Faith vs. Science: did Abraham have camels?

The latest news in the Faith vs. Science debate is claim by researchers that the domesticated camel dates only to 900 BC

Fox News: Camel bones suggest error in Bible, archaeologists say
Camels are mentioned as pack animals in the biblical stories of Abraham, Joseph and Jacob, Old Testament stories that historians peg to between 2000 and 1500 BC. But Erez Ben-Yosef and Lidar Sapir-Hen of Tel Aviv University’s Department of Archaeology and Near Eastern Cultures say camels weren’t domesticated in Israel until centuries later, more like 900 BC.

The researchers reached their conclusions by examining the soil layers in archaeological digs. Each layer can be dated based on carbon dating and any artifacts found in the layer. The oldest layers they could find with bones from the domesticated camel were from about 900 AD. Fine. Believers should have no problem accepting the fact that this team found domesticated camel bones dating no earlier than 900 AD. Then the researchers draw two conclusion from that fact:

“In addition to challenging the Bible’s historicity, this anachronism is direct proof that the text was compiled well after the events it describes,” reads a press release announcing the research.

Several points are in order here.

First, Biblical scholars have long understood that many stories in the Bible were handed down verbally for many generations, before being written down. This research on camel bones does not offer a new insight on that point.

Second, the fact that they did not find domesticated camel bones does not imply that no such bones exist in older soil levels. Archaeologists as a groups have dug up a very small portion of the soil. As for the presence of wild camel bones in some older layers of soil, it is a logical certainty that, for some number of generations after wild camels were domesticated, their wild cousins still roamed in open areas. Humanity could not have domesticated all wild camels all at once. So the negative finding — no domesticated camel bones in older soil layers — does not justify the conclusion that no domesticated camels existed in prior centuries.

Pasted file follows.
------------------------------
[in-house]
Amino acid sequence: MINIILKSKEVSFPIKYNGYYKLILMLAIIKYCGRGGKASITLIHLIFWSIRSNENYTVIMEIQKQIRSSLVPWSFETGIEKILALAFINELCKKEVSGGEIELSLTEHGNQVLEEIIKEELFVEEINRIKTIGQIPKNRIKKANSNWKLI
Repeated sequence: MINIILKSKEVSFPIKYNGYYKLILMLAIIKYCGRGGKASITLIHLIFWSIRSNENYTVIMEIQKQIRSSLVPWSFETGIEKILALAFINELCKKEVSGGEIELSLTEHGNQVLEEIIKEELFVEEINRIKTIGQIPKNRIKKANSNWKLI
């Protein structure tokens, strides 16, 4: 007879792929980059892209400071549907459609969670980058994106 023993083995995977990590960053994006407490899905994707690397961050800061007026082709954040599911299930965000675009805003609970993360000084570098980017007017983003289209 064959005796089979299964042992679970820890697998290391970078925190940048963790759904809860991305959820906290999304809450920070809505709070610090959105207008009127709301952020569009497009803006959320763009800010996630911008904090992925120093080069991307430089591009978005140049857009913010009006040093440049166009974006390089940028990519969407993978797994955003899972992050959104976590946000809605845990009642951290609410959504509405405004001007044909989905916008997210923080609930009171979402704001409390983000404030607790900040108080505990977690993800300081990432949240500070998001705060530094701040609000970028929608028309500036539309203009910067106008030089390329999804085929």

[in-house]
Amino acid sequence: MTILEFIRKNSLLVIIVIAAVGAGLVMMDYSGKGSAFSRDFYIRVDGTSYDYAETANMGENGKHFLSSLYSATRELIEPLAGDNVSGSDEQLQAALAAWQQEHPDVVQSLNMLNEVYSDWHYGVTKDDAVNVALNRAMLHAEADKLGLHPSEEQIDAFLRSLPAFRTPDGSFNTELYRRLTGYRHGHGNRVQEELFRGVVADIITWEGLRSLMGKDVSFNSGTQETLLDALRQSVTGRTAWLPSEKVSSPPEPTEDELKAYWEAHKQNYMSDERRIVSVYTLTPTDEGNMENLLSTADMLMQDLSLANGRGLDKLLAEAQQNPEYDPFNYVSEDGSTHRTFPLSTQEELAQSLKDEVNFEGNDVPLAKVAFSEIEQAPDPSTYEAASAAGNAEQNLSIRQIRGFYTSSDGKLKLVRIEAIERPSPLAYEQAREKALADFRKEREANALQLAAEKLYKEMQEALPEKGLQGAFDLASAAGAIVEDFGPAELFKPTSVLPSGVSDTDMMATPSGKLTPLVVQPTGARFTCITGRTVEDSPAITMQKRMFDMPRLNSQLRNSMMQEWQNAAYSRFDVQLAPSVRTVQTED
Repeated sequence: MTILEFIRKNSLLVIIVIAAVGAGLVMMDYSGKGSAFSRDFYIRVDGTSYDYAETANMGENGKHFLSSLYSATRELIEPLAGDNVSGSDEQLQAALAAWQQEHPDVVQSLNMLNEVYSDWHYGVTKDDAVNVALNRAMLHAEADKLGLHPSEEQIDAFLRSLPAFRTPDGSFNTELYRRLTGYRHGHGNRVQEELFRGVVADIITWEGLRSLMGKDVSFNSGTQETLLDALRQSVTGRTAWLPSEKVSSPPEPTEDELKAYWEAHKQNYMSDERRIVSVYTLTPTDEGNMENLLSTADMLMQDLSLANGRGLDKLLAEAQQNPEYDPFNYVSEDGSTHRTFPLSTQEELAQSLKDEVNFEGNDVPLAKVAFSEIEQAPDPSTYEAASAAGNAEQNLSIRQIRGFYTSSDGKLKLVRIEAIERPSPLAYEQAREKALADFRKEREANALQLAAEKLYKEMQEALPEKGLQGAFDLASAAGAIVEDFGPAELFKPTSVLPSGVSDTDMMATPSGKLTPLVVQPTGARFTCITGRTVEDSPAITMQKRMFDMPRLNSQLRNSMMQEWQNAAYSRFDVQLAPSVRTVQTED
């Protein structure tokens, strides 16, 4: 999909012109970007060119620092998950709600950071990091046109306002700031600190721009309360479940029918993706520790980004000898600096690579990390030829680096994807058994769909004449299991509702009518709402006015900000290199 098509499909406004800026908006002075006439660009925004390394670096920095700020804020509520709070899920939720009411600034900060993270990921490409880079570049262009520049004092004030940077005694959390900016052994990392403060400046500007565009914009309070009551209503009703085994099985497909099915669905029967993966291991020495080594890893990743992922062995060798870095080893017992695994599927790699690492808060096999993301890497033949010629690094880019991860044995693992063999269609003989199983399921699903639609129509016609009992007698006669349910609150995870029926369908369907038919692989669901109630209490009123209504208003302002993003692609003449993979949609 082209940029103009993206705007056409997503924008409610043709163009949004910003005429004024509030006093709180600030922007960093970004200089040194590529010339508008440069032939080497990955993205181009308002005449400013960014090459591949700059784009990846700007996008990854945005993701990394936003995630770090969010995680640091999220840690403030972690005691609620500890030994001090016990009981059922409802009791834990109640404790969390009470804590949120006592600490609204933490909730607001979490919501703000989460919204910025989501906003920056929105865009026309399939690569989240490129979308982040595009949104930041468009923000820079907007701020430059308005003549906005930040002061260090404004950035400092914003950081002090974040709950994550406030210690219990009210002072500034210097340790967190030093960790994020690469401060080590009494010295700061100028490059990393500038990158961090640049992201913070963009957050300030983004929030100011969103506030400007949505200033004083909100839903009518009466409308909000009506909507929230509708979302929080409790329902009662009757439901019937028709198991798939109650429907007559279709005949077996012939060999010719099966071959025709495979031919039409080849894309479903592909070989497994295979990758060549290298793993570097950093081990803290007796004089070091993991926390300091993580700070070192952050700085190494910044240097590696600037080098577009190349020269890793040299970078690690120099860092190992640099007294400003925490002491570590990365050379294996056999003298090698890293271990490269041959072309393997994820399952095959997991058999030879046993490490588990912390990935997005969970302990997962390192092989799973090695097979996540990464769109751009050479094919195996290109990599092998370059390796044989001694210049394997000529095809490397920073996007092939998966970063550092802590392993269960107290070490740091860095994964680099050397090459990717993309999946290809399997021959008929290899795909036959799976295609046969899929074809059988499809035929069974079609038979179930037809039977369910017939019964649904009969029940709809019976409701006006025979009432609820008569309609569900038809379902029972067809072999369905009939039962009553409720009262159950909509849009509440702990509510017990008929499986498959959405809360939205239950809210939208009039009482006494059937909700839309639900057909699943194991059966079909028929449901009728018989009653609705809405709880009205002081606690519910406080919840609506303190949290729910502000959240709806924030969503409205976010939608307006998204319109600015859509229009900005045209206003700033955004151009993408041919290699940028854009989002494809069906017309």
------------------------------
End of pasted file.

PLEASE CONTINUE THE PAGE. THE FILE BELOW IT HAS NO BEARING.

Third, civilization in Egypt, in the form of a unified kingdom, began about 3000 BC. Prior to that time, the peoples of that region were divided into communities with many various leaders. But these were not hunter-gatherers. They had an extensive agricultural system and they used domesticated animals, for food and as beasts of burden. Even the lushest areas of Egypt are not so far from the desert, and the entire country is hot and dry. It is reasonable to conclude that such a society would make use of camels to carry loads and to transport people.

Fourth, the Bible itself stands as evidence that camels were used in ancient times. When two sources of evidence conflict, there should not be an automatic assumption as to which is correct. The research on camel bones only offers negative evidence; the argument from silence is weak. By comparison, the Bible offers positive assertions on the subject.

Fifth, some other ancient texts also testify to the use of domesticated camels, including The Antiquities of the Jews by Flavius Josephus. Outside of Jewish society, The Rig Veda, an ancient India sacred text, also mentions domesticated camels. Hymn 46 of Mandala 8 describes domesticated horses (steeds), cows (kine), and camels.

“22. Steeds sixty thousand and ten thousand kine, and twenty hundred camels I obtained” [Wikisource]

Different portions of the text have been assigned different ages. The text was developed over a long period of time. But some portions of the hymns mentioning camels (Mandala 8) have been dated as among the oldest parts of the Rig Veda.

“It is one of the oldest extant texts in any Indo-European language. Philological and linguistic evidence indicate that the Rigveda was composed in the north-western region of the Indian subcontinent, roughly between 1700–1100 BC (the early Vedic period). There are strong linguistic and cultural similarities with the early Iranian Avesta, deriving from the Proto-Indo-Iranian times, often associated with the early Andronovo and Sintashta-Petrovka cultures of c. 2200 – 1600 BC.” [Wikipedia]

As for the date of Abraham’s life, biblical scholars do not agree on even a broad time frame. Some chronologists date his life as early as 2100 BC, and others as late as 1750 BC.

So, all things considered, it is quite a stretch to say that the Bible’s historical accuracy is challenged by the findings of researchers on camel bones.

Ronald L. Conte Jr.
Roman Catholic theologian and
translator of the Catholic Public Domain Version of the Bible.

Noah’s Flood: Literal or Figurative?
available in print (paperback) and in Kindle format

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